Systemic Problems

Based solely on the Governor's response to the adult home situation, one would think that the major obstacle to effective oversight and regulation of the adult home industry is an existing maximum penalty that is too low. But according to testimony, the State has entered into stipulations that minimized the fines imposed on adult home operators, has halted successful enforcement actions, and has dragged its feet in bringing in temporary operators.

According to the testimony of Jeanette Zelhof of MFY Legal Services, the State could have fined the owners of Seaport Manor almost $500,000 if the State had sustained all the charges it had brought. Instead, the State settled for $20,000 before the case was even concluded. Alan Shulkin, Region 11 Coordinator of the Public Employees Federation, testified that the Health Department's NYC office had been painstakingly working to close Seaport Manor before the Central Office took its small action.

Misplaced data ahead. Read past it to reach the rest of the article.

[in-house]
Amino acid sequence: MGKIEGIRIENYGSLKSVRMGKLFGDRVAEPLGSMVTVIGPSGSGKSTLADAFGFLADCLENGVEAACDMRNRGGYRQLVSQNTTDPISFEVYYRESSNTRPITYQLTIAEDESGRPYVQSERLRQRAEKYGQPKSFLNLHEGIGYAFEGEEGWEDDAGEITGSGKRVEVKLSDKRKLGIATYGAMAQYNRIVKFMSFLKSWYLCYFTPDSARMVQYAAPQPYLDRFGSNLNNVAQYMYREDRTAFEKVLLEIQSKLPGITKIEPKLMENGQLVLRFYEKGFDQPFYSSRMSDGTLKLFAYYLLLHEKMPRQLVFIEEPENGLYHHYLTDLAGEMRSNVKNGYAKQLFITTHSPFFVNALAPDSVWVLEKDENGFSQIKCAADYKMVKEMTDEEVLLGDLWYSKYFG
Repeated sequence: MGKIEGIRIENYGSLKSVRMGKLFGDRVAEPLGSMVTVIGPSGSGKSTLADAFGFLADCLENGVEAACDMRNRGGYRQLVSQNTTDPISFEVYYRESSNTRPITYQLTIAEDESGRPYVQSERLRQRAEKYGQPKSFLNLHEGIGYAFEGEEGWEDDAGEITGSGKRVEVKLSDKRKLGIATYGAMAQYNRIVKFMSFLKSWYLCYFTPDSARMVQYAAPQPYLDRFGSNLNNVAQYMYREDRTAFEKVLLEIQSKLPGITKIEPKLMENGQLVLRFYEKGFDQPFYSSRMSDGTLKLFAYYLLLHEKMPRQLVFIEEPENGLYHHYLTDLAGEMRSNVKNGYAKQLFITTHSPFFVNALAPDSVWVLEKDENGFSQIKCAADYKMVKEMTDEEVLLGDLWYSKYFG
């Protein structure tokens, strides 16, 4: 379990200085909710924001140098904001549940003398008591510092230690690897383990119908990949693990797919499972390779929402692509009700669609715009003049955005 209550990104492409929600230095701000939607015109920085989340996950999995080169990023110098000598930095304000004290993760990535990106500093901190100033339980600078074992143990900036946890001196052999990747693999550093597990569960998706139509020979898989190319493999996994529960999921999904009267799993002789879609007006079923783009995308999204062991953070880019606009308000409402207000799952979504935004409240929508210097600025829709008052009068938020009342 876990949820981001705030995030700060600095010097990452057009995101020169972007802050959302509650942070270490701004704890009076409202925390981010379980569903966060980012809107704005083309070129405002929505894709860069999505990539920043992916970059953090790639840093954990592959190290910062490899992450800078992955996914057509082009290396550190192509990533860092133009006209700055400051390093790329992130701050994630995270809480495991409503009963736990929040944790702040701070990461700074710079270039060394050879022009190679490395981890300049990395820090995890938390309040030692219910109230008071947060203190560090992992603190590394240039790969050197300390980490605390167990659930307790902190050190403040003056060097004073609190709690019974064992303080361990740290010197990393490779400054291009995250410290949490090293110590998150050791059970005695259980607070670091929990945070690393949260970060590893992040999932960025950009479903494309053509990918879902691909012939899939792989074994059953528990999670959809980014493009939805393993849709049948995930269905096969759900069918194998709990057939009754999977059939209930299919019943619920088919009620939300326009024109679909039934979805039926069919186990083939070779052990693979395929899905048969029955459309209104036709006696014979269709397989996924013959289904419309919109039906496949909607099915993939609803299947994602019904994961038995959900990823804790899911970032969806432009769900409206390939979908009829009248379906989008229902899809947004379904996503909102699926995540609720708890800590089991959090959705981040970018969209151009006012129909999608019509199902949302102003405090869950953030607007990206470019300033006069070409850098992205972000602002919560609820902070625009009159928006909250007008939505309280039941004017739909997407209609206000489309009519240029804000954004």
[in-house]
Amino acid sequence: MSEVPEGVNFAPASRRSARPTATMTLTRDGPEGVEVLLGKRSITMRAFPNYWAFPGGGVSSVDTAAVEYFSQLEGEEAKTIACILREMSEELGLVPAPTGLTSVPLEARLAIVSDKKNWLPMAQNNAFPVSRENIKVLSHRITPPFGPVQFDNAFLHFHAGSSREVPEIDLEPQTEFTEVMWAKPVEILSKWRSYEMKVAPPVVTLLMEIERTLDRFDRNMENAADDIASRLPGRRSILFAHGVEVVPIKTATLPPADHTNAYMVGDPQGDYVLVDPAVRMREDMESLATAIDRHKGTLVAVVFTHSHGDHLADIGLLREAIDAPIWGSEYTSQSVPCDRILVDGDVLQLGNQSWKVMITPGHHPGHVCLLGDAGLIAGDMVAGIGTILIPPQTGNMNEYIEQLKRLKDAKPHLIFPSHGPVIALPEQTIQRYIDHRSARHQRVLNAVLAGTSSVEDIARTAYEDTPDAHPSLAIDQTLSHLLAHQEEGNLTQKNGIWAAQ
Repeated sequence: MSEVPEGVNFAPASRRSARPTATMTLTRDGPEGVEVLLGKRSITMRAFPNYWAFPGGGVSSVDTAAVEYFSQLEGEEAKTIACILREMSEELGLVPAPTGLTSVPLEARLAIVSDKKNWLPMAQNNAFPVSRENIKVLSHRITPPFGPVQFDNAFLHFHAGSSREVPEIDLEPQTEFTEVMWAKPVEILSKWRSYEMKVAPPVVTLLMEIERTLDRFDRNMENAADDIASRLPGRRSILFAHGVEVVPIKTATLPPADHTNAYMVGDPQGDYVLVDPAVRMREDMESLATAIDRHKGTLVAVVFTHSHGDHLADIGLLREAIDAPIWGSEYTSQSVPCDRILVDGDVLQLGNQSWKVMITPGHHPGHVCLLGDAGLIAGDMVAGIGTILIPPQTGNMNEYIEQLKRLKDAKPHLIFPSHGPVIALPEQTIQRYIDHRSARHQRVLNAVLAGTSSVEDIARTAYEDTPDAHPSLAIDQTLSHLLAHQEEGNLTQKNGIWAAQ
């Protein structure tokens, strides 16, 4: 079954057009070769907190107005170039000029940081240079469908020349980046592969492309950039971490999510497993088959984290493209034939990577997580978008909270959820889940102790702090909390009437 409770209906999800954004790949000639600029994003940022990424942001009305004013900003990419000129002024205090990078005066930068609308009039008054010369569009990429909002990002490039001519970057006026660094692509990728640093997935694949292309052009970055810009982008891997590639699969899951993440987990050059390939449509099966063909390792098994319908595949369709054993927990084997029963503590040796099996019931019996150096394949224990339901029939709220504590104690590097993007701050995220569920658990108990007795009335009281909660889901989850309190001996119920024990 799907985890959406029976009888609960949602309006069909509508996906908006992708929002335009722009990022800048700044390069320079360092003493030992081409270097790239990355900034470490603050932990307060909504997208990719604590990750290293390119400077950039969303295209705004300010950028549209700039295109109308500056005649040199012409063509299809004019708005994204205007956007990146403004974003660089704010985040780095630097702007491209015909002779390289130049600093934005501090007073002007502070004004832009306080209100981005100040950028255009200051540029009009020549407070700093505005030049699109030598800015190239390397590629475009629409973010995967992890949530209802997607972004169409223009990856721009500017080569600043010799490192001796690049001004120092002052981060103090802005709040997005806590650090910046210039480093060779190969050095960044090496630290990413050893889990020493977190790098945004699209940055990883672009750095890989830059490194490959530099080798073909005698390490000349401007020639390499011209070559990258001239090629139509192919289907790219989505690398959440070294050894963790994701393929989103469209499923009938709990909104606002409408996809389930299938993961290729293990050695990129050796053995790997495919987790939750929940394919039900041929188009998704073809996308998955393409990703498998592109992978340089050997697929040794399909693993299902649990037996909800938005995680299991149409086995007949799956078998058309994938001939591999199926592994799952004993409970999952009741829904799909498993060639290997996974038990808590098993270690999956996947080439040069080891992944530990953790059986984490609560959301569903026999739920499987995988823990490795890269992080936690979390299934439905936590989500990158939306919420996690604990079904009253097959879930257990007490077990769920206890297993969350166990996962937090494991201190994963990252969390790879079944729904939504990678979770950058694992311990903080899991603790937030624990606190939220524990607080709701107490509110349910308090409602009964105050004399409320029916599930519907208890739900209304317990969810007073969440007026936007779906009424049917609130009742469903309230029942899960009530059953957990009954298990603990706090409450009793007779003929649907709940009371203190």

In June 2000, based on findings by the New York State Commission on the Quality of Care for the Mentally Disabled, the State evacuated approximately 60 residents from the Leben Home. The State then proceeded to fine the home $65,000. But $60,000 of that $65,000 was suspended. The State did not appoint a temporary operator, even though the Health Department was investigating charges that the home had allowed doctors to perform unnecessary prostate surgery on 24 residents. The New York Times reported that there were at least 50 unnecessary eye surgeries later performed. After MFY Legal Services brought public pressure to bear, the Department of Health appointed a temporary receiver.